Simple questions on God and on humankind existence.
In times of spiritual crisis we look to a God for answers. But what if the God we are looking for, will never answer to our questions?
I have to admit that I have been doubtful of God existence since...ever. My soul has being deeply scourged by trying to answer a so troublesome question of: what if, never been there a God? A God to call upon in times of life's spiritual crisis!
I must say that I'm under the catholic denomination not by choice, but by imposing it on me since my birth. In an attempt to find the right answer of if there was a God, I had to give a more introspective look inside my own spirituality. But when I did it, I came out hand emptied, or at least I was more doubtful then before.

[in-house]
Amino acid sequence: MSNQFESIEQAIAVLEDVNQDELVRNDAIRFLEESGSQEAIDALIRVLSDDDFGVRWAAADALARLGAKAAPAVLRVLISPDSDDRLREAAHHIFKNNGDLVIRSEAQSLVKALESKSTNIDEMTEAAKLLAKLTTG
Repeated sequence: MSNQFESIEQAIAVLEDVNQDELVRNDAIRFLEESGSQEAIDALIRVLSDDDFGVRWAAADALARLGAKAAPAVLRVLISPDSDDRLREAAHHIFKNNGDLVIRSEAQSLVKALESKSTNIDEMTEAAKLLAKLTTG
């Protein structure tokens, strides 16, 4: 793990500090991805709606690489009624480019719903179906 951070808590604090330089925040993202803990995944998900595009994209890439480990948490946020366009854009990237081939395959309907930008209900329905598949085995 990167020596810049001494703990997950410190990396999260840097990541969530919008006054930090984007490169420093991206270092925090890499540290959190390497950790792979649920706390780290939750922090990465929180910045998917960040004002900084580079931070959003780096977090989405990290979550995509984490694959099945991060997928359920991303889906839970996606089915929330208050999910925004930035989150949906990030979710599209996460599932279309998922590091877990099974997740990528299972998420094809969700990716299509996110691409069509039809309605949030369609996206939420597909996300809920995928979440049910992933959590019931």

In truth, mankind needed and still needs a God, because of its helplessness towards a world full of unseen fears and uncertainties. That's why, it needed to rely on the faith of a God. The certainty of a God's faith, or multiple Gods' faith (was better to have an abundance of them, in times of scarcity they never knew when one was needed) to comfort and help humanity to sustain itself in a world full of dangers and doubts.
Indeed mankind from its birth, to keep its spirit and body survive the harsh reality of a selvage environment, it needed to nourish them with certainties by creating a supreme being capable to give reassurances (...and possibly with the touch of some miracles).
That's why God came to be.
After all the above reflexions, I knew I had to look in different directions if I wanted some serious answers to my own doubts. And besides, back then I knew that in my personal journey toward the truth. A truth that could had easily upset not only my defined world, but humanity's world too (as already this revelation had).